Thomas Ernest Hulme (September 16, 1883 – September 28, 1917) was an English writer, critic and poet who, through his writings on art, literature and politics, had a notable influence upon modernism, especially the Imagist poetic form.
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Lecture on Modern Poetry (1914)Edit
- The unit of significance in the poem is not the word but the phrase or sentence...a poet should consider the effect of the whole poem, not its local felicities.
- My objection to metre is that it enables people to write verse with no poetic inspiration
- There were certain impressions I wanted to fix. I read verse models but none seemed to suitably express that kind of impression..until I came to read French vers libre which seemed to eactly fitr the case.
Speculations (Essays, 1924)Edit
- It is a delicate & difficult art fitting rhythm to an idea...communicating momentary phases in a poet's mind
- The artist tries to see what there is to be interested in... He has not created something, he has seen something.
- A poem is good if it contains a new analogy and startles the reader out of the habit of treating words as counters.
- The prose writer drags meaning along with a rope, the poet makes it stand out and hit you.
- In the light of absolute values (religious or ethical) man himself is judged to be limited or imperfect, while he can occasionally accomplish acts which partake of perfection, he, himself can never be perfect.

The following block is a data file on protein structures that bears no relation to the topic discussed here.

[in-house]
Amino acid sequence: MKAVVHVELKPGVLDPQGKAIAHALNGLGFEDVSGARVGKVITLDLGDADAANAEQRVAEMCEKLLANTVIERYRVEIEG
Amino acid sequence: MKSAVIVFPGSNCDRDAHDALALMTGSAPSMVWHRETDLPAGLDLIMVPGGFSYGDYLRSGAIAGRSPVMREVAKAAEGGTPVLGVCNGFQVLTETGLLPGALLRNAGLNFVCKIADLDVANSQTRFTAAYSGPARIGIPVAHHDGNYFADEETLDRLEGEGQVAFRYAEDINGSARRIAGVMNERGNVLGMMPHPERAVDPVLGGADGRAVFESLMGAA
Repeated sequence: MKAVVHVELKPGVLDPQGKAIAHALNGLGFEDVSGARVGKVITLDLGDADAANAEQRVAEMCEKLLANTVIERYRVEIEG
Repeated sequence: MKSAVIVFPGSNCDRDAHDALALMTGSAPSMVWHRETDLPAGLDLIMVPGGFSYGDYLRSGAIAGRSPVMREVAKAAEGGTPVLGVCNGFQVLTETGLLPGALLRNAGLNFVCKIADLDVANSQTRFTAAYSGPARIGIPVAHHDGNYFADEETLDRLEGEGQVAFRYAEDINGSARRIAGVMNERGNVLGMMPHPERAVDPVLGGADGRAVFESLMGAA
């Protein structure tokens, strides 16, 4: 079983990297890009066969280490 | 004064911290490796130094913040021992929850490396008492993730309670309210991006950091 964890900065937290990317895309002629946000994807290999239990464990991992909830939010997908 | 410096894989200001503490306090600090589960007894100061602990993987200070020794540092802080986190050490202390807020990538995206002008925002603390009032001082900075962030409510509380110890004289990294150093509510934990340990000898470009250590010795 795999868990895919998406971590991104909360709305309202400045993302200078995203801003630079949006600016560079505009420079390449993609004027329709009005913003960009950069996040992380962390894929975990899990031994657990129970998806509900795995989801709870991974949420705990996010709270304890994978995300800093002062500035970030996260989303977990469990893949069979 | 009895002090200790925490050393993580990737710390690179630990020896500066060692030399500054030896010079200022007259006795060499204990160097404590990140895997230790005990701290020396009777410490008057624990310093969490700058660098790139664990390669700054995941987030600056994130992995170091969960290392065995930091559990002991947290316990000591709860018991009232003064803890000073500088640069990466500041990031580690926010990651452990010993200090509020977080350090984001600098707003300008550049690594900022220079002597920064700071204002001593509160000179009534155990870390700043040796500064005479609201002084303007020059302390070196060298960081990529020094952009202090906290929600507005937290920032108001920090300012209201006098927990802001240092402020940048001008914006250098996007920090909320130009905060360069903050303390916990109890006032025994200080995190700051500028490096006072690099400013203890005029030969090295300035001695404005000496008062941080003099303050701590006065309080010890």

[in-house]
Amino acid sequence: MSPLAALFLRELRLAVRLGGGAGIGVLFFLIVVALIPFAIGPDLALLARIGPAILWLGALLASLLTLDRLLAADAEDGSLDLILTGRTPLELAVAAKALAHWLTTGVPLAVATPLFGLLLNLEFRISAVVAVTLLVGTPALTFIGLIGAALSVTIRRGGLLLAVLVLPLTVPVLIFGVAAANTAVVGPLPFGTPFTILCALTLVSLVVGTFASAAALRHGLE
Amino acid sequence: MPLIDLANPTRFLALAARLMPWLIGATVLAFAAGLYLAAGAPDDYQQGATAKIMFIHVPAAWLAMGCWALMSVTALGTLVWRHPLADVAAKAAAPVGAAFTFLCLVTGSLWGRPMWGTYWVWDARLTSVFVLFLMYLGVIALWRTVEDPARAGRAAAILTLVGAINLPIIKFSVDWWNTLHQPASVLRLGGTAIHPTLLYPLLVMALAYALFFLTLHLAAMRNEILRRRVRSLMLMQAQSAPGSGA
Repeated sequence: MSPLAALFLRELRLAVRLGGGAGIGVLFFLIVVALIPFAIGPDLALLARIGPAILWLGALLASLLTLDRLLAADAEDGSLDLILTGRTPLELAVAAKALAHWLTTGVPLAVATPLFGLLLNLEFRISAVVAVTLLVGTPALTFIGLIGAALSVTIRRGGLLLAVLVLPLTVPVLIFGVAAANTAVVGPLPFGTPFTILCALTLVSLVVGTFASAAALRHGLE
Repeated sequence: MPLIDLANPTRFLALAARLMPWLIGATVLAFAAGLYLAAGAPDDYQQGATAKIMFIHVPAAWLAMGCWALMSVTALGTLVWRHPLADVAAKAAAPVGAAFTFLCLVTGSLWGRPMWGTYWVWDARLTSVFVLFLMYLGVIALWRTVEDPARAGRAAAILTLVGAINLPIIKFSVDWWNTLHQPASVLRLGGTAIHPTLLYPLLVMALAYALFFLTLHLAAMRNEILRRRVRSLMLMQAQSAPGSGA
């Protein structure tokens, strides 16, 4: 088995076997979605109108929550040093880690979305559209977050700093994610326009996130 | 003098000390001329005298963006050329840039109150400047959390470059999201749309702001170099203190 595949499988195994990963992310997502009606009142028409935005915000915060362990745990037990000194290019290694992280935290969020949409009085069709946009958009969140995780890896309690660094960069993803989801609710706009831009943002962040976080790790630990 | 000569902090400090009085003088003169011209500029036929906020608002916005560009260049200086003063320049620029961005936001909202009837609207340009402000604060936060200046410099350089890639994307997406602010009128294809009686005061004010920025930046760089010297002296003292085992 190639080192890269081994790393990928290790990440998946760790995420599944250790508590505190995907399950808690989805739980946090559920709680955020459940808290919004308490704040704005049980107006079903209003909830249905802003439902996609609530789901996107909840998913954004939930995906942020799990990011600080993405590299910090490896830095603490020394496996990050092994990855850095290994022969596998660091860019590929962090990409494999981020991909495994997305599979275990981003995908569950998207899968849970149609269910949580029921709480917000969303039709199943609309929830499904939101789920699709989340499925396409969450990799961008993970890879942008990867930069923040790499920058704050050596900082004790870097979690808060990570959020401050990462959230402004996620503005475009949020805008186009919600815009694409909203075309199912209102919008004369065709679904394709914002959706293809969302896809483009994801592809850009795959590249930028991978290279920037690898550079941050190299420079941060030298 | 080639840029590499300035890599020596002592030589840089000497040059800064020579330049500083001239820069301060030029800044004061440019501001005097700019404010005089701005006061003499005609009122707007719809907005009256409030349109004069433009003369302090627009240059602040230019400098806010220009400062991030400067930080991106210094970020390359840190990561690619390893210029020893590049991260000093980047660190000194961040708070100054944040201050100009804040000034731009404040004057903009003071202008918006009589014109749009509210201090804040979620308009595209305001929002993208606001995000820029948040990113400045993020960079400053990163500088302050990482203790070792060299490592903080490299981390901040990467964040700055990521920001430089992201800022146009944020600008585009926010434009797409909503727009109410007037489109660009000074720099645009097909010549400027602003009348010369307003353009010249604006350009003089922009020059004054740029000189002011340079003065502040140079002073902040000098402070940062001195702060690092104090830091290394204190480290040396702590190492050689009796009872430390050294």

Notes on Language and Style (1929)Edit
- Poetry is no more, no less than a mosaic of words, so great exactness is required for each one.
- If literature (realistic) did really resemble life, it would be interminable, dreary, commonplace eating and dressing, buttoning, with here and there a patch of vividness. Life is composed of exquisite moments and the rest is shadows of them.
- Thought is prior to language and consists in the simultaneous presentation to the mind of two different images.
- Literature, like memory, selects only the vivid patches.
- As quoted in Notes of T E Hulme, Imagism & Imagists (1931) by Glenn Hughes
- All emotions are the ore from which poetry may be sifted.
- Essay on Contemporary American Poetry - Poetry & Drama, Vol II, ed. Harold Munro Poetry Bookshop, London 1914
- Old houses were scaffolding once
and workmen whistling.
- As quoted in Images (1960), edited by Alun R. Jones